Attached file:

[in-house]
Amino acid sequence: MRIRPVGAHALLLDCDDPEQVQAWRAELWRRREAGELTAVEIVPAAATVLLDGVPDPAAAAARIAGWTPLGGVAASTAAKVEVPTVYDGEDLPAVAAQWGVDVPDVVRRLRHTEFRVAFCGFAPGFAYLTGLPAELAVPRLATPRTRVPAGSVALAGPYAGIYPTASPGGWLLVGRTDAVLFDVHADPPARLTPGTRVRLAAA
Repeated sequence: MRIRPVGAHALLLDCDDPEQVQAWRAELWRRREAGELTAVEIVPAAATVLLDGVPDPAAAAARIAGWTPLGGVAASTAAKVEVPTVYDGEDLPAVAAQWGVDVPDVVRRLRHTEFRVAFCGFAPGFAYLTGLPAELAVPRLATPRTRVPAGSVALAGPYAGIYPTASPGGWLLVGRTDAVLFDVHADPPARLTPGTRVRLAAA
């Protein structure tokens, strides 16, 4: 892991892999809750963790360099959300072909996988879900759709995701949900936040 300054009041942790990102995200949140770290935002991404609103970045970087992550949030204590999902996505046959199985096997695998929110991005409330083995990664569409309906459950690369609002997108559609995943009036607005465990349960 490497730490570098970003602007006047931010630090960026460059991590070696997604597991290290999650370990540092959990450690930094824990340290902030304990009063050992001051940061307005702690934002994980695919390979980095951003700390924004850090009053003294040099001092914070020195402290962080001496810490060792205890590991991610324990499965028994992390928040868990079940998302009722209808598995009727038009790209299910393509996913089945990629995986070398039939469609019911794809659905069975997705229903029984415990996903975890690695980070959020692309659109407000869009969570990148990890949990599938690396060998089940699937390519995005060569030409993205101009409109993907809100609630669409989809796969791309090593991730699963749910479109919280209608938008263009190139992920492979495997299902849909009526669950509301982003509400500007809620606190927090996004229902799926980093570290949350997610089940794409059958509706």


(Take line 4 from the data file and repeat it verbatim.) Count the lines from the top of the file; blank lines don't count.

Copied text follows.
């Protein structure tokens, strides 16, 4: 892991892999809750963790360099959300072909996988879900759709995701949900936040 300054009041942790990102995200949140770290935002991404609103970045970087992550949030204590999902996505046959199985096997695998929110991005409330083995990664569409309906459950690369609002997108559609995943009036607005465990349960 490497730490570098970003602007006047931010630090960026460059991590070696997604597991290290999650370990540092959990450690930094824990340290902030304990009063050992001051940061307005702690934002994980695919390979980095951003700390924004850090009053003294040099001092914070020195402290962080001496810490060792205890590991991610324990499965028994992390928040868990079940998302009722209808598995009727038009790209299910393509996913089945990629995986070398039939469609019911794809659905069975997705229903029984415990996903975890690695980070959020692309659109407000869009969570990148990890949990599938690396060998089940699937390519995005060569030409993205101009409109993907809100609630669409989809796969791309090593991730699963749910479109919280209608938008263009190139992920492979495997299902849909009526669950509301982003509400500007809620606190927090996004229902799926980093570290949350997610089940794409059958509706």